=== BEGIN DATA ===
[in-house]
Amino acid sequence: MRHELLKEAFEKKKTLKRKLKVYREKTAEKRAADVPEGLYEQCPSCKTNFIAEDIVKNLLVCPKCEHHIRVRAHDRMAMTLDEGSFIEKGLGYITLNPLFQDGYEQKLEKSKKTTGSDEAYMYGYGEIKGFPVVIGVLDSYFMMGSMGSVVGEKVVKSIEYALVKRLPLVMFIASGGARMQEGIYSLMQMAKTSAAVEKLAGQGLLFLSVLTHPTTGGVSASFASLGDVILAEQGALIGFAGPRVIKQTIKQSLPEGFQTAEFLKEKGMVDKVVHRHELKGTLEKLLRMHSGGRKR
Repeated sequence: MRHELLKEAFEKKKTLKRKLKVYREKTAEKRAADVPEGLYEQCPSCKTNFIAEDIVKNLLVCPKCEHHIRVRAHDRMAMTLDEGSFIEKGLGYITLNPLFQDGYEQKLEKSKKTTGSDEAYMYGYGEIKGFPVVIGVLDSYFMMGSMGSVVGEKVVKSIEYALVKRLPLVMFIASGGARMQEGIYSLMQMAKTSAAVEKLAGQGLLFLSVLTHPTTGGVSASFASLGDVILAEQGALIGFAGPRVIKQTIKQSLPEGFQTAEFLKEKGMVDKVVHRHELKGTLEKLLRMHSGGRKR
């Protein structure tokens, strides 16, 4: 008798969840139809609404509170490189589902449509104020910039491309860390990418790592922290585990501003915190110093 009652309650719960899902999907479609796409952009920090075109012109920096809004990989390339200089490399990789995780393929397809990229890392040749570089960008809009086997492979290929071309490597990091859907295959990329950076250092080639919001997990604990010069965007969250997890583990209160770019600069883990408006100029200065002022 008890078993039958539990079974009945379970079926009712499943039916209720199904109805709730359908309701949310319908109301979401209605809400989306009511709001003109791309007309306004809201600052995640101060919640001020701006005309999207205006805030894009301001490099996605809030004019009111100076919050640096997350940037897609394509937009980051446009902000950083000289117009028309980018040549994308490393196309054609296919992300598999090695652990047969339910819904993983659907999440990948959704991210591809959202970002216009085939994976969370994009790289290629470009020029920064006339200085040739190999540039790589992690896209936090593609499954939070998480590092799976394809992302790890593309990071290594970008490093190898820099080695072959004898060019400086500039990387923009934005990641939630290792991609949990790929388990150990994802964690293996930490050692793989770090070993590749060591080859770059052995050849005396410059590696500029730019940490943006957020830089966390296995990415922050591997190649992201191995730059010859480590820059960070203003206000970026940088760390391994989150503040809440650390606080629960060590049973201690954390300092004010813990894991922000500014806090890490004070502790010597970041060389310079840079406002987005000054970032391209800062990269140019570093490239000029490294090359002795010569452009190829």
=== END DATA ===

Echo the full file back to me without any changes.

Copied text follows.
[in-house]
Amino acid sequence: MRHELLKEAFEKKKTLKRKLKVYREKTAEKRAADVPEGLYEQCPSCKTNFIAEDIVKNLLVCPKCEHHIRVRAHDRMAMTLDEGSFIEKGLGYITLNPLFQDGYEQKLEKSKKTTGSDEAYMYGYGEIKGFPVVIGVLDSYFMMGSMGSVVGEKVVKSIEYALVKRLPLVMFIASGGARMQEGIYSLMQMAKTSAAVEKLAGQGLLFLSVLTHPTTGGVSASFASLGDVILAEQGALIGFAGPRVIKQTIKQSLPEGFQTAEFLKEKGMVDKVVHRHELKGTLEKLLRMHSGGRKR
Repeated sequence: MRHELLKEAFEKKKTLKRKLKVYREKTAEKRAADVPEGLYEQCPSCKTNFIAEDIVKNLLVCPKCEHHIRVRAHDRMAMTLDEGSFIEKGLGYITLNPLFQDGYEQKLEKSKKTTGSDEAYMYGYGEIKGFPVVIGVLDSYFMMGSMGSVVGEKVVKSIEYALVKRLPLVMFIASGGARMQEGIYSLMQMAKTSAAVEKLAGQGLLFLSVLTHPTTGGVSASFASLGDVILAEQGALIGFAGPRVIKQTIKQSLPEGFQTAEFLKEKGMVDKVVHRHELKGTLEKLLRMHSGGRKR
């Protein structure tokens, strides 16, 4: 008798969840139809609404509170490189589902449509104020910039491309860390990418790592922290585990501003915190110093 009652309650719960899902999907479609796409952009920090075109012109920096809004990989390339200089490399990789995780393929397809990229890392040749570089960008809009086997492979290929071309490597990091859907295959990329950076250092080639919001997990604990010069965007969250997890583990209160770019600069883990408006100029200065002022 008890078993039958539990079974009945379970079926009712499943039916209720199904109805709730359908309701949310319908109301979401209605809400989306009511709001003109791309007309306004809201600052995640101060919640001020701006005309999207205006805030894009301001490099996605809030004019009111100076919050640096997350940037897609394509937009980051446009902000950083000289117009028309980018040549994308490393196309054609296919992300598999090695652990047969339910819904993983659907999440990948959704991210591809959202970002216009085939994976969370994009790289290629470009020029920064006339200085040739190999540039790589992690896209936090593609499954939070998480590092799976394809992302790890593309990071290594970008490093190898820099080695072959004898060019400086500039990387923009934005990641939630290792991609949990790929388990150990994802964690293996930490050692793989770090070993590749060591080859770059052995050849005396410059590696500029730019940490943006957020830089966390296995990415922050591997190649992201191995730059010859480590820059960070203003206000970026940088760390391994989150503040809440650390606080629960060590049973201690954390300092004010813990894991922000500014806090890490004070502790010597970041060389310079840079406002987005000054970032391209800062990269140019570093490239000029490294090359002795010569452009190829």